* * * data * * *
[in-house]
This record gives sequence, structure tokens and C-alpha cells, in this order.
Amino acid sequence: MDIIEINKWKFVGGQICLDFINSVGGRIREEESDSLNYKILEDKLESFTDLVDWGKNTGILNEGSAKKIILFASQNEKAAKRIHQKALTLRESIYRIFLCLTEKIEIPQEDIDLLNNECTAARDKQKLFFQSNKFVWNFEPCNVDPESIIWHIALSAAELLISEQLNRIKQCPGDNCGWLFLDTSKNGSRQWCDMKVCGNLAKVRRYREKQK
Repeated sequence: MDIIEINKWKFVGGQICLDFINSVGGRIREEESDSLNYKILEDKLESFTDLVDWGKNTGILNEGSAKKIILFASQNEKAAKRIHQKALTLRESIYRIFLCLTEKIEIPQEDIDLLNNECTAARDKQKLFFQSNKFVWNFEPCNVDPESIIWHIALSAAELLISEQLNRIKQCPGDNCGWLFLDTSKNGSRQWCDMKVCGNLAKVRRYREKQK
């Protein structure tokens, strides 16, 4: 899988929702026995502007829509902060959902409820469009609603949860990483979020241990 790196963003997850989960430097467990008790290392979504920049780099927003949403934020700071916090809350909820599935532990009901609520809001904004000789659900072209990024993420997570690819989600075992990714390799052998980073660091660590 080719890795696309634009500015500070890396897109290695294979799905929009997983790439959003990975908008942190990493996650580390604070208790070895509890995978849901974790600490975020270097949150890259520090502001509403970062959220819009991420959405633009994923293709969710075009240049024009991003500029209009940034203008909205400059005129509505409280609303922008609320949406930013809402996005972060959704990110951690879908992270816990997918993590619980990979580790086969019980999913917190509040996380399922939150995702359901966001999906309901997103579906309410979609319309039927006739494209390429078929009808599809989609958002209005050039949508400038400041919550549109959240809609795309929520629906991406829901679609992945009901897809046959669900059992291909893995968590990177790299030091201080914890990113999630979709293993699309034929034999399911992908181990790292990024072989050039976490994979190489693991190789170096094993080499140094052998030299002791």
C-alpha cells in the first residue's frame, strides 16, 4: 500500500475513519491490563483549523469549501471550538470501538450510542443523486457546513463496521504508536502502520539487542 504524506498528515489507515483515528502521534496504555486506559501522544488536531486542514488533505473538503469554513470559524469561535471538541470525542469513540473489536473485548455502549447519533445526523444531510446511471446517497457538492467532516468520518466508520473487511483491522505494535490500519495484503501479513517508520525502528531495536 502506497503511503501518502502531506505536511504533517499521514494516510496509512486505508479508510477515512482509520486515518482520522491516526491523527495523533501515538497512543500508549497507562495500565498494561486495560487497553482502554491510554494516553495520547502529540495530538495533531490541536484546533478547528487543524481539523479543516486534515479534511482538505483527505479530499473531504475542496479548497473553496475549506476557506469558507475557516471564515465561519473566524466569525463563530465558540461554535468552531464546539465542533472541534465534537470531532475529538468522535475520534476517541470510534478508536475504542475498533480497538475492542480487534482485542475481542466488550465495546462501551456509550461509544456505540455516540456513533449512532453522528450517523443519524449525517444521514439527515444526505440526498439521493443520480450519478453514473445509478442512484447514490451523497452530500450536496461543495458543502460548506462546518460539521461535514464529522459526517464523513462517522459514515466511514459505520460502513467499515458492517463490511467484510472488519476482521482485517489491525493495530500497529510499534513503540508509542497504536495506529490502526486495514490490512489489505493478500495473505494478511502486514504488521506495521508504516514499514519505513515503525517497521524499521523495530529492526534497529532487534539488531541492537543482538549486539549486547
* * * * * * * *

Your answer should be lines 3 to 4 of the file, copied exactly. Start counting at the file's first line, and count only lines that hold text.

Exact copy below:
Amino acid sequence: MDIIEINKWKFVGGQICLDFINSVGGRIREEESDSLNYKILEDKLESFTDLVDWGKNTGILNEGSAKKIILFASQNEKAAKRIHQKALTLRESIYRIFLCLTEKIEIPQEDIDLLNNECTAARDKQKLFFQSNKFVWNFEPCNVDPESIIWHIALSAAELLISEQLNRIKQCPGDNCGWLFLDTSKNGSRQWCDMKVCGNLAKVRRYREKQK
Repeated sequence: MDIIEINKWKFVGGQICLDFINSVGGRIREEESDSLNYKILEDKLESFTDLVDWGKNTGILNEGSAKKIILFASQNEKAAKRIHQKALTLRESIYRIFLCLTEKIEIPQEDIDLLNNECTAARDKQKLFFQSNKFVWNFEPCNVDPESIIWHIALSAAELLISEQLNRIKQCPGDNCGWLFLDTSKNGSRQWCDMKVCGNLAKVRRYREKQK